I like to think that the cleanest way to implement stack and queues should be to use a container that allows addition and deletion from both ends and then limit its capabilities for one end which can be done through a simple array in Javascript.
// STATEMENTS USED IN STACK CONTAINER WHILE ENCAPSULATING
// Allow push and pop from the same end
array.push(element);
array.pop();
// STATEMENTS USED IN QUEUE CONTAINER WHILE ENCAPSULATING
// Allow push and pop from different ends
array.push(element);
array.shift();
Or else you can use two arrays to implement queue data structure.
var temp_stack = new Array();
var stack = new Array();
temp_stack.push(1);
temp_stack.push(2);
temp_stack.push(3);
If I pop the elements now then the output will be 3,2,1. But we want FIFO structure so you can do the following.
stack.push(temp_stack.pop());
stack.push(temp_stack.pop());
stack.push(temp_stack.pop());
stack.pop(); //Pop out 1
stack.pop(); //Pop out 2
stack.pop(); //Pop out 3
/*------------------------------------------------------------------
Defining Stack Operations using Closures in Javascript, privacy and
state of stack operations are maintained
@author:Arijt Basu
Log: Sun Dec 27, 2015, 3:25PM
-------------------------------------------------------------------
*/
var stackControl = true;
var stack = (function(array) {
array = [];
//--Define the max size of the stack
var MAX_SIZE = 5;
function isEmpty() {
if (array.length < 1) console.log("Stack is empty");
};
isEmpty();
return {
push: function(ele) {
if (array.length < MAX_SIZE) {
array.push(ele)
return array;
} else {
console.log("Stack Overflow")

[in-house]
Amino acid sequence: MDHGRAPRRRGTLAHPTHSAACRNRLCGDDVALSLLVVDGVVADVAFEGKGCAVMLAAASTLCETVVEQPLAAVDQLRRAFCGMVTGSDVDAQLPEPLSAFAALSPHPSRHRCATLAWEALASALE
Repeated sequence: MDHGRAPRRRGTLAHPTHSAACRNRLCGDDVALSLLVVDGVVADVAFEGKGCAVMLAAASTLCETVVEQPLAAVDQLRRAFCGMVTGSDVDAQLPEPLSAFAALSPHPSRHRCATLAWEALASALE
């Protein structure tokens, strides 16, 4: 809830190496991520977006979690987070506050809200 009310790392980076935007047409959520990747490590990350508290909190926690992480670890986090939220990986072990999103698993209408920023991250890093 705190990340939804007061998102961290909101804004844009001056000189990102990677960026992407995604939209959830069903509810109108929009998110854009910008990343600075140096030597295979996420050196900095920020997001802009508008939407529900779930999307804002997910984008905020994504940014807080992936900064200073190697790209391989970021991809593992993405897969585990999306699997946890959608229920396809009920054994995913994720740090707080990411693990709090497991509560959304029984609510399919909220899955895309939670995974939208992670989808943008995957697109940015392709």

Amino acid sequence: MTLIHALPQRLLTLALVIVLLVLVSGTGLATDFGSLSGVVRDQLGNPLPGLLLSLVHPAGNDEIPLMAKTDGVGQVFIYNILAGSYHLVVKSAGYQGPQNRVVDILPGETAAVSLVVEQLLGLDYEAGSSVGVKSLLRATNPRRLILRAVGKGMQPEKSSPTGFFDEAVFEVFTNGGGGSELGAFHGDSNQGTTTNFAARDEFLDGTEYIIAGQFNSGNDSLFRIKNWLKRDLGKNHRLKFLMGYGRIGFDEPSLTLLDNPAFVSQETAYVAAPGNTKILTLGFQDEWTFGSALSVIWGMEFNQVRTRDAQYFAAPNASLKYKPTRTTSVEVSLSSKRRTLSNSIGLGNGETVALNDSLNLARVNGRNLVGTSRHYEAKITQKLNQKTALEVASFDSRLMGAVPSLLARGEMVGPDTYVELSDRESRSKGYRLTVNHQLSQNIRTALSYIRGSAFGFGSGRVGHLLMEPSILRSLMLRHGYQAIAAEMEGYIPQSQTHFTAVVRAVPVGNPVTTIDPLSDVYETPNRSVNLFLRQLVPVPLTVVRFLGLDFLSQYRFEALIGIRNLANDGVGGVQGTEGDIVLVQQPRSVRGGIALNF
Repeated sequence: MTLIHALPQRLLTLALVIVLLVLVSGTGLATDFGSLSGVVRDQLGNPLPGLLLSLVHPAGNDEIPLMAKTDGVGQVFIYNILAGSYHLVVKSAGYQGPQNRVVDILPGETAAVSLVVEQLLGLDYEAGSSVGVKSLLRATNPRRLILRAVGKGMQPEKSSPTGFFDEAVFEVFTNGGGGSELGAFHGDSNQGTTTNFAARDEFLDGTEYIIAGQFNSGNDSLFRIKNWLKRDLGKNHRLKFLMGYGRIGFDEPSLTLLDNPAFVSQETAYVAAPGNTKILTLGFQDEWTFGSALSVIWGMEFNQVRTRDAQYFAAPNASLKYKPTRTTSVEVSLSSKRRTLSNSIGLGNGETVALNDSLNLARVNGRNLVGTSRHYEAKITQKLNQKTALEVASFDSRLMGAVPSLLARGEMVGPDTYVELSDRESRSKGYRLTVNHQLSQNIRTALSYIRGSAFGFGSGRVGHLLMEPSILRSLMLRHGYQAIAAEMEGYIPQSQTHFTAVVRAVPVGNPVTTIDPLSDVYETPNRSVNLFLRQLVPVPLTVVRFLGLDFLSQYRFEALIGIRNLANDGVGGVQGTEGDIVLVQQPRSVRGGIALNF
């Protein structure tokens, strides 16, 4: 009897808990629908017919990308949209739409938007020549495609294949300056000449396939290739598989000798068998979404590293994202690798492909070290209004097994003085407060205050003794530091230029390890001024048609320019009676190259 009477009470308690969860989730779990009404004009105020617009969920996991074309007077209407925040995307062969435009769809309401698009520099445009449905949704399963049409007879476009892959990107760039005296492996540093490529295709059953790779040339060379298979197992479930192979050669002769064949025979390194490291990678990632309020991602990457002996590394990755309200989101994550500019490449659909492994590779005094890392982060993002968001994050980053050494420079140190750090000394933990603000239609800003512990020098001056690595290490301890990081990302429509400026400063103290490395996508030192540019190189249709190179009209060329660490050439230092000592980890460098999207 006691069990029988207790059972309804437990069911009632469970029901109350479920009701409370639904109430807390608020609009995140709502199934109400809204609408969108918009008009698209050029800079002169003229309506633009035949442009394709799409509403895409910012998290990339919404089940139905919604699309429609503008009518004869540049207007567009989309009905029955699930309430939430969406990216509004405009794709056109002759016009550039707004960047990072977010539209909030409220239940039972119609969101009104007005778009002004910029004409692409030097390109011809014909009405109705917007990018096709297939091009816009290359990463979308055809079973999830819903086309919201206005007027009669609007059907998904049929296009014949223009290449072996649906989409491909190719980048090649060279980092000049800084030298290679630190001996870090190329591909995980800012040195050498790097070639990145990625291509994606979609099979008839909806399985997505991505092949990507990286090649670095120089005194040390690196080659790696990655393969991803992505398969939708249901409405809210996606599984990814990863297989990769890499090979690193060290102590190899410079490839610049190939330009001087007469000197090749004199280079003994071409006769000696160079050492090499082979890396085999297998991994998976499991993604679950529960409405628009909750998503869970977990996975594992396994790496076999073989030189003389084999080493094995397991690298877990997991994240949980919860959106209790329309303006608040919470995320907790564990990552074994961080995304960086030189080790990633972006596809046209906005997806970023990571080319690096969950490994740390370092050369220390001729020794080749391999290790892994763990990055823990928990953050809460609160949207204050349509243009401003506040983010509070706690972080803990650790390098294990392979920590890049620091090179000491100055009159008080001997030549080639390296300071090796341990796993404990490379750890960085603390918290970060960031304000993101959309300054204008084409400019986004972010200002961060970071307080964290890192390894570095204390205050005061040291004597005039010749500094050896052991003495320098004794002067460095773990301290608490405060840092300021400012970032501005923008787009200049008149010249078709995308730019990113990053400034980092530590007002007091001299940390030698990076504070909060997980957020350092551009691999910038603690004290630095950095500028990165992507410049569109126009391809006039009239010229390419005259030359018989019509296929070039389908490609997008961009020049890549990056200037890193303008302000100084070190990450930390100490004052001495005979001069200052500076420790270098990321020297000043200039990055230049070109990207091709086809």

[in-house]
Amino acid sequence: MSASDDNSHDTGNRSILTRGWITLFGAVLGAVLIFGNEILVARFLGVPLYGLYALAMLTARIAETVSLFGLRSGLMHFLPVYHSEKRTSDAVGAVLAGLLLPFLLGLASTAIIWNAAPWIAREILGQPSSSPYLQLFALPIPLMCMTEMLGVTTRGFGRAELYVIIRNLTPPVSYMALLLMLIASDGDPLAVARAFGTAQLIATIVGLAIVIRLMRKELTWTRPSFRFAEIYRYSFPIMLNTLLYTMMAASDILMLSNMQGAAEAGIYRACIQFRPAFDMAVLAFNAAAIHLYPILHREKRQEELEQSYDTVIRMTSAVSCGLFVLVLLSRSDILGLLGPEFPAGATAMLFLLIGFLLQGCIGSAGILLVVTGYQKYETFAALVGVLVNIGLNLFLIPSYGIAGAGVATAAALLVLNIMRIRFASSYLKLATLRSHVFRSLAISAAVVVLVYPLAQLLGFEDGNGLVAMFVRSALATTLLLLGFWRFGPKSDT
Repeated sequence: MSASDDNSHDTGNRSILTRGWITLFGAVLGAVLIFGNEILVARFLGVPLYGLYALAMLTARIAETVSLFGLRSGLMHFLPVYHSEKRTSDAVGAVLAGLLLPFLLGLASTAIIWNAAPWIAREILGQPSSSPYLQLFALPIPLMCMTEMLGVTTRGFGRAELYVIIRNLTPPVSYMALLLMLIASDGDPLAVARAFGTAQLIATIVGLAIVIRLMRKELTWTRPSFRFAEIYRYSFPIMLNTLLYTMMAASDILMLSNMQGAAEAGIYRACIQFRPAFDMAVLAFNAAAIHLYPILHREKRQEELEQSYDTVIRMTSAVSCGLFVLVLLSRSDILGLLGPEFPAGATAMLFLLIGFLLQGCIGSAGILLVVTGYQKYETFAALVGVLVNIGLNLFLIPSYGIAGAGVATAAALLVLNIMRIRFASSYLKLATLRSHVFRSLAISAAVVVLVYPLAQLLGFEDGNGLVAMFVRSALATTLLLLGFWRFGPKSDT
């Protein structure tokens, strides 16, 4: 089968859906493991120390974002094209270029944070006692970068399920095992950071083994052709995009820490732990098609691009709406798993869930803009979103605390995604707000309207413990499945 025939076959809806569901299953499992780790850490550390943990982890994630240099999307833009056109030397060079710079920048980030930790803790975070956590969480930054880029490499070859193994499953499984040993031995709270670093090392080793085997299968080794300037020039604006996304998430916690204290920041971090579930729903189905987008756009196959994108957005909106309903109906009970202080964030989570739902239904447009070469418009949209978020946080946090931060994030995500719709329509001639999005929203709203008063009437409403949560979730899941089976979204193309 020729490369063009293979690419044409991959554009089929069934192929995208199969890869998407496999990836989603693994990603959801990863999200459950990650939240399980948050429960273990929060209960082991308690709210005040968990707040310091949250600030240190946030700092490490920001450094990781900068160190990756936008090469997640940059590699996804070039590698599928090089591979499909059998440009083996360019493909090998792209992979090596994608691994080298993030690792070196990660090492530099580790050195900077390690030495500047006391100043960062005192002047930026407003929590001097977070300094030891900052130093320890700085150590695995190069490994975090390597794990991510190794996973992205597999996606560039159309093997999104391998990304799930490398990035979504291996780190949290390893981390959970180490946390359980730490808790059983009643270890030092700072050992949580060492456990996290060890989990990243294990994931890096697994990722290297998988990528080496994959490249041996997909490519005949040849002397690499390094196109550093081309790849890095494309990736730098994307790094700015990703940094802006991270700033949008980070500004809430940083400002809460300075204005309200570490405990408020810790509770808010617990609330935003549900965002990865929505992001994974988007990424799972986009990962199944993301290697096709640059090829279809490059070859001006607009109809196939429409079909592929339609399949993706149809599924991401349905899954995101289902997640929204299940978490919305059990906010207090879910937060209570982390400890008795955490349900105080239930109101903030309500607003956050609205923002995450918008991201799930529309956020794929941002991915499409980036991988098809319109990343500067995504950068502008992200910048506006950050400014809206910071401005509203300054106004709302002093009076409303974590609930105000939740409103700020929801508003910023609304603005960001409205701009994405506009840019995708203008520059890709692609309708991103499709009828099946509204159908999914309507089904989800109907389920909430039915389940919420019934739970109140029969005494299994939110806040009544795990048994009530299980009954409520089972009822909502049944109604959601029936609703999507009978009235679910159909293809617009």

}
},
pop: function() {
if (array.length > 1) {
array.pop();
return array;
} else {
console.log("Stack Underflow");
}
}
}
})()
// var list = 5;
// console.log(stack(list))
if (stackControl) {
console.log(stack.pop());
console.log(stack.push(3));
console.log(stack.push(2));
console.log(stack.pop());
console.log(stack.push(1));
console.log(stack.pop());
console.log(stack.push(38));
console.log(stack.push(22));
console.log(stack.pop());
console.log(stack.pop());
console.log(stack.push(6));
console.log(stack.pop());
}
//End of STACK Logic
/* Defining Queue operations*/
var queue = (function(array) {
array = [];
var reversearray;
//--Define the max size of the stack
var MAX_SIZE = 5;
function isEmpty() {
if (array.length < 1) console.log("Queue is empty");
};
isEmpty();
return {
insert: function(ele) {
if (array.length < MAX_SIZE) {
array.push(ele)
reversearray = array.reverse();
return reversearray;
} else {
console.log("Queue Overflow")
}
},
delete: function() {
if (array.length > 1) {
//reversearray = array.reverse();
array.pop();
return array;
} else {
console.log("Queue Underflow");
}
}
}
})()
console.log(queue.insert(5))
console.log(queue.insert(3))
console.log(queue.delete(3))
Here is a fairly simple queue implementation with two aims:
The stack implementation shares the second aim only.
// Queue
function Queue() {
this.q = new Array(5);
this.first = 0;
this.size = 0;
}
Queue.prototype.enqueue = function(a) {